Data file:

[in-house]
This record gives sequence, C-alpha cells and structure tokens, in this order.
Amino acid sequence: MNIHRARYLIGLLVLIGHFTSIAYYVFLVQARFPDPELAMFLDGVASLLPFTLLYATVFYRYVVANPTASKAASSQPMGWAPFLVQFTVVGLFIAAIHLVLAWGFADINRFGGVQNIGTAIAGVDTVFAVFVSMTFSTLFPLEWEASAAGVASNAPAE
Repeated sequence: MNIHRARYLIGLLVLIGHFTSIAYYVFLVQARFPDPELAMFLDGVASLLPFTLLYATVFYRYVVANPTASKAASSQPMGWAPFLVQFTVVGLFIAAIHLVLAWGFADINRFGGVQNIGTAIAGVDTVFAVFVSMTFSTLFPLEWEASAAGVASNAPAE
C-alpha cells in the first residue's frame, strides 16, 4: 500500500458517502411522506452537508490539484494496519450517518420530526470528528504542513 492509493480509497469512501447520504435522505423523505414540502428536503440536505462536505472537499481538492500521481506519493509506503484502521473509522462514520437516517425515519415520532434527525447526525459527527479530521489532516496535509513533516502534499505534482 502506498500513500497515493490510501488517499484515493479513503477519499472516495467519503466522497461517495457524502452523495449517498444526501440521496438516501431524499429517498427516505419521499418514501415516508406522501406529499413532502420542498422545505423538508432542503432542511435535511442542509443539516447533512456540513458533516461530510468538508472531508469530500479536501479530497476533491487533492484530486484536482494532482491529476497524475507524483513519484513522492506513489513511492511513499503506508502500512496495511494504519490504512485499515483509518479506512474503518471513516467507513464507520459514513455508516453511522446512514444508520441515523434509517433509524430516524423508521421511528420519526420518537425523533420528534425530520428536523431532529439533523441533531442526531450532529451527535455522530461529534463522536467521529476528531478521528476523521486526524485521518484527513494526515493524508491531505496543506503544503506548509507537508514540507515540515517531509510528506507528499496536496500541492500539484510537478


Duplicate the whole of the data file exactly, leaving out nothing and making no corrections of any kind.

[in-house]
This record gives sequence, C-alpha cells and structure tokens, in this order.
Amino acid sequence: MNIHRARYLIGLLVLIGHFTSIAYYVFLVQARFPDPELAMFLDGVASLLPFTLLYATVFYRYVVANPTASKAASSQPMGWAPFLVQFTVVGLFIAAIHLVLAWGFADINRFGGVQNIGTAIAGVDTVFAVFVSMTFSTLFPLEWEASAAGVASNAPAE
Repeated sequence: MNIHRARYLIGLLVLIGHFTSIAYYVFLVQARFPDPELAMFLDGVASLLPFTLLYATVFYRYVVANPTASKAASSQPMGWAPFLVQFTVVGLFIAAIHLVLAWGFADINRFGGVQNIGTAIAGVDTVFAVFVSMTFSTLFPLEWEASAAGVASNAPAE
C-alpha cells in the first residue's frame, strides 16, 4: 500500500458517502411522506452537508490539484494496519450517518420530526470528528504542513 492509493480509497469512501447520504435522505423523505414540502428536503440536505462536505472537499481538492500521481506519493509506503484502521473509522462514520437516517425515519415520532434527525447526525459527527479530521489532516496535509513533516502534499505534482 502506498500513500497515493490510501488517499484515493479513503477519499472516495467519503466522497461517495457524502452523495449517498444526501440521496438516501431524499429517498427516505419521499418514501415516508406522501406529499413532502420542498422545505423538508432542503432542511435535511442542509443539516447533512456540513458533516461530510468538508472531508469530500479536501479530497476533491487533492484530486484536482494532482491529476497524475507524483513519484513522492506513489513511492511513499503506508502500512496495511494504519490504512485499515483509518479506512474503518471513516467507513464507520459514513455508516453511522446512514444508520441515523434509517433509524430516524423508521421511528420519526420518537425523533420528534425530520428536523431532529439533523441533531442526531450532529451527535455522530461529534463522536467521529476528531478521528476523521486526524485521518484527513494526515493524508491531505496543506503544503506548509507537508514540507515540515517531509510528506507528499496536496500541492500539484510537478